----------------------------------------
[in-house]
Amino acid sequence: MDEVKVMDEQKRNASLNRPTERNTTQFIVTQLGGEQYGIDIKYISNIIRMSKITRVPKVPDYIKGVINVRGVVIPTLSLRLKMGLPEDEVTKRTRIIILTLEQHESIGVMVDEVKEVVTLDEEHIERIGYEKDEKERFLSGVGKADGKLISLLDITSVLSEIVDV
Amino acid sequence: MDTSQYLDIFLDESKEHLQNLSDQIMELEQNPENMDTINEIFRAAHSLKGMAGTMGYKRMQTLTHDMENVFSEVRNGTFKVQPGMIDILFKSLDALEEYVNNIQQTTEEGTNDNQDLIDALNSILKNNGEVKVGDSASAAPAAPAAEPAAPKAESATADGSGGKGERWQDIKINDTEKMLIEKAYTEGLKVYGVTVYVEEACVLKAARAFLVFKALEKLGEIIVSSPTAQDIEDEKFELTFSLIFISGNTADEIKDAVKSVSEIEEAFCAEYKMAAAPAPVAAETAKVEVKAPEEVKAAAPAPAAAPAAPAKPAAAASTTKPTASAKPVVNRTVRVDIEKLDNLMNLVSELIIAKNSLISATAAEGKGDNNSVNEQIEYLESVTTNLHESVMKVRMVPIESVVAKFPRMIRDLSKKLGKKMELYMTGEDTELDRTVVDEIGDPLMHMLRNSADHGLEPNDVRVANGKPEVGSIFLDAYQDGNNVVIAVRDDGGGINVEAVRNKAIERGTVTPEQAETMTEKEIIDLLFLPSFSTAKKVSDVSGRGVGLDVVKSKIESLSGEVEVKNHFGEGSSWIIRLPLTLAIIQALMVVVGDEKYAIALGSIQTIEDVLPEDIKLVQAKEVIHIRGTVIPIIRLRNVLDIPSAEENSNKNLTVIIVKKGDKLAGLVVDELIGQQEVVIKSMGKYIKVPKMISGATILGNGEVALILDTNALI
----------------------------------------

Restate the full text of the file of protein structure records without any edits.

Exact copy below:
[in-house]
Amino acid sequence: MDEVKVMDEQKRNASLNRPTERNTTQFIVTQLGGEQYGIDIKYISNIIRMSKITRVPKVPDYIKGVINVRGVVIPTLSLRLKMGLPEDEVTKRTRIIILTLEQHESIGVMVDEVKEVVTLDEEHIERIGYEKDEKERFLSGVGKADGKLISLLDITSVLSEIVDV
Amino acid sequence: MDTSQYLDIFLDESKEHLQNLSDQIMELEQNPENMDTINEIFRAAHSLKGMAGTMGYKRMQTLTHDMENVFSEVRNGTFKVQPGMIDILFKSLDALEEYVNNIQQTTEEGTNDNQDLIDALNSILKNNGEVKVGDSASAAPAAPAAEPAAPKAESATADGSGGKGERWQDIKINDTEKMLIEKAYTEGLKVYGVTVYVEEACVLKAARAFLVFKALEKLGEIIVSSPTAQDIEDEKFELTFSLIFISGNTADEIKDAVKSVSEIEEAFCAEYKMAAAPAPVAAETAKVEVKAPEEVKAAAPAPAAAPAAPAKPAAAASTTKPTASAKPVVNRTVRVDIEKLDNLMNLVSELIIAKNSLISATAAEGKGDNNSVNEQIEYLESVTTNLHESVMKVRMVPIESVVAKFPRMIRDLSKKLGKKMELYMTGEDTELDRTVVDEIGDPLMHMLRNSADHGLEPNDVRVANGKPEVGSIFLDAYQDGNNVVIAVRDDGGGINVEAVRNKAIERGTVTPEQAETMTEKEIIDLLFLPSFSTAKKVSDVSGRGVGLDVVKSKIESLSGEVEVKNHFGEGSSWIIRLPLTLAIIQALMVVVGDEKYAIALGSIQTIEDVLPEDIKLVQAKEVIHIRGTVIPIIRLRNVLDIPSAEENSNKNLTVIIVKKGDKLAGLVVDELIGQQEVVIKSMGKYIKVPKMISGATILGNGEVALILDTNALI